Dawgs Call On Jackson

Jackson fans will get a chance to see the man behind the mask Wednesday, Dec. 22—or the man who was behind the mask. The Mississippi State men's basketball team plays Jacksonville State at 7 p.m. at the Mississippi Coliseum. When the Bulldogs last played in Jackson, in 2002, an overflow crowd of 6,592 watched Mario Austin and company crush Georgia State.

MSU, which began this week ranked No. 22 in The Associated Press poll, is now led by All-America center Lawrence Roberts. He played the first eight games of this season wearing a plastic mask to protect his nose, which was broken in preseason practice. Roberts played for the first time without the mask last Saturday, and he looked like a man who had been set free.

Roberts scored a season-high 27 points in the Bulldogs' 83-53 victory over Arkansas-Little Rock. "I'm 100 percent happy now," he said later. "Being able to play without it gives me a lot more confidence. ... It's one of those things, when you always play with something in the back of your mind, then you aren't playing to your full potential. It's just a big breath of relief being able to play without it."

Roberts came to Starkville in 2003 after transferring from Baylor, whose program imploded after one player killed another and NCAA rules violations came to light. It didn't take Roberts long to settle in at Starkville. He led the Bulldogs to a 26-4 record and the school's first outright Southeastern Conference championship in more than 40 years. Along the way, he was named the SEC Player of the Year and became State's first AP All-American since Bailey Howell in 1959.

Few expected Roberts to return to State for his senior season. He made himself available for the NBA draft, but pulled out after it became clear he probably wouldn't be taken early in the first round. But he apparently hasn't second-guessed himself. So far this season, Roberts is averaging 16.4 points and 10.3 rebounds a game.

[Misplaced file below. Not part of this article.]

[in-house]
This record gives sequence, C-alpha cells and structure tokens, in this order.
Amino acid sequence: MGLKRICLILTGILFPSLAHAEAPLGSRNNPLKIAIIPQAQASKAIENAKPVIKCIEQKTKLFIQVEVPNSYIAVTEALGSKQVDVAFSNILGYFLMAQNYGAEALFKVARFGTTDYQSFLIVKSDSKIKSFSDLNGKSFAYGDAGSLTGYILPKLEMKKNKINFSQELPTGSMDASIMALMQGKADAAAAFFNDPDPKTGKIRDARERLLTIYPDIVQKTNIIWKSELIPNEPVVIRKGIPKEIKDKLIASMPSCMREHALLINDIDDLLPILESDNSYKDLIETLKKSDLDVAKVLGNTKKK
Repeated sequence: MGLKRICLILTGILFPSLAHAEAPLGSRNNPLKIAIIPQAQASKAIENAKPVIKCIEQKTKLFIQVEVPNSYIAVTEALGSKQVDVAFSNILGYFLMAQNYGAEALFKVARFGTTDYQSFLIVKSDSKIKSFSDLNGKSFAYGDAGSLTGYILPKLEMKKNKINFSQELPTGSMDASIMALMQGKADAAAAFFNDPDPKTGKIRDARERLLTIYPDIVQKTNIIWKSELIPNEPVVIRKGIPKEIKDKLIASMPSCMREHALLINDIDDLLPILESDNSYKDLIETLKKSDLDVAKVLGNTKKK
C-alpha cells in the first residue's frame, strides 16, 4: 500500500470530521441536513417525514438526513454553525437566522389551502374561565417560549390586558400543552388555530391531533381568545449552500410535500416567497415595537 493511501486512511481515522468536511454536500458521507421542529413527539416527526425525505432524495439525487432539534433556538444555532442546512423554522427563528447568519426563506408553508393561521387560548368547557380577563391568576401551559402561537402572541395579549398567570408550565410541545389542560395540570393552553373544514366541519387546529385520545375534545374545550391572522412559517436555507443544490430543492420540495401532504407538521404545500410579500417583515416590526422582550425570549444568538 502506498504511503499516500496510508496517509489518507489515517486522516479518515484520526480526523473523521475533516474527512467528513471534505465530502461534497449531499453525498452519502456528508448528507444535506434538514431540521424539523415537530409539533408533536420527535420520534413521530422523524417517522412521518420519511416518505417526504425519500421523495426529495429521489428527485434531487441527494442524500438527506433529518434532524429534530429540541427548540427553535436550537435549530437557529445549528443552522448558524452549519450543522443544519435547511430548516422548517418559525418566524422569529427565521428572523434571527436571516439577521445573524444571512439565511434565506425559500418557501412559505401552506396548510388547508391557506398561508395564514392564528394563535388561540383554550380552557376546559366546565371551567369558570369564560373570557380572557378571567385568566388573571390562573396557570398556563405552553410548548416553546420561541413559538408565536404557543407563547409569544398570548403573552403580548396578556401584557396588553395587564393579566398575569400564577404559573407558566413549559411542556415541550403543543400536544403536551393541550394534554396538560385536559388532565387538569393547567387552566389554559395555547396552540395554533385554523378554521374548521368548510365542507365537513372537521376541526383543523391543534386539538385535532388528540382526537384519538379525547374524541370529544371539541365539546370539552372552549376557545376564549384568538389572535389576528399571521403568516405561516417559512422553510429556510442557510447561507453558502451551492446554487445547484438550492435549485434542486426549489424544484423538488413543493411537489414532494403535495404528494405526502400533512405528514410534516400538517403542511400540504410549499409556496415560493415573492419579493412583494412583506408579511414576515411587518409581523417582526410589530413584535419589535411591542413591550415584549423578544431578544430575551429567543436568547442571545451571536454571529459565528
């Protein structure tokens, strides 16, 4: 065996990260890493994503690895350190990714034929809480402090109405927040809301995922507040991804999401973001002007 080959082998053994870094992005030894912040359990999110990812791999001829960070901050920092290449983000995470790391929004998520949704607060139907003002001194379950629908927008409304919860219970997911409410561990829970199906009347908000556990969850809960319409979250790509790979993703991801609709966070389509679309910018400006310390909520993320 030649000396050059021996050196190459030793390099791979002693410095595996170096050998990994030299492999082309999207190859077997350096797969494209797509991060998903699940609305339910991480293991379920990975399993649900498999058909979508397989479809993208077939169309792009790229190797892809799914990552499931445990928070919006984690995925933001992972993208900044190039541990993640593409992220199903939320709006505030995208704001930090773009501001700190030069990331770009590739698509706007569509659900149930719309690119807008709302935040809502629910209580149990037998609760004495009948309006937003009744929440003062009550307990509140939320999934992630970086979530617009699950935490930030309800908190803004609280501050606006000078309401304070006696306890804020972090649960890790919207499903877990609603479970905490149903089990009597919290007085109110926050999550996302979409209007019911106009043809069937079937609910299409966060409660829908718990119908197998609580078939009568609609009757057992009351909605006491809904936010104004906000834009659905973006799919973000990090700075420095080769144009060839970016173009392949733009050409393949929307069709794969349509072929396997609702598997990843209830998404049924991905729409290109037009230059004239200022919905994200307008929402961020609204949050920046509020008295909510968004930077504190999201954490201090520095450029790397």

Roberts' return made the Bulldogs a favorite to repeat as SEC champion and earned them a No. 12 ranking in the SEC preseason poll. It also made the Bulldogs a television darling. Up to 18 of their games will be on TV during the regular season, and they've already made ESPN and WGN.

Roberts' supporting class probably made his decision to return to Starkville easier. Starters Winsome Frazier and Shane Power are back, as is Ontario Harper, who missed last season with a knee injury.

Sophomore Gary Ervin has taken over at point guard. He appears to be the Bulldogs' weak link at this point, although anybody would suffer in comparison with Timmy Bowers, who was the winningest player in school history. Ervin doesn't always play under control. Perhaps experience will bring more maturity and better decision-making.

Coach Rick Stansbury has put MSU among U.S. elite teams thanks to both nationally ranked recruiting classes and serendipity (like transfers of Power and Roberts). He's locked up Mississippi. The big recruits he doesn't get tend to skip college for the NBA.

In his first few seasons, Stansbury was regarded as a good recruiter but a poor bench coach (a la Dale Brown). But he's turned that perception around, too. He had a record of 133-66 in seven seasons entering this week. He's led the Bulldogs to a school-record four straight postseason tournaments, including three straight NCAAs. You can't do that with just recruiting.


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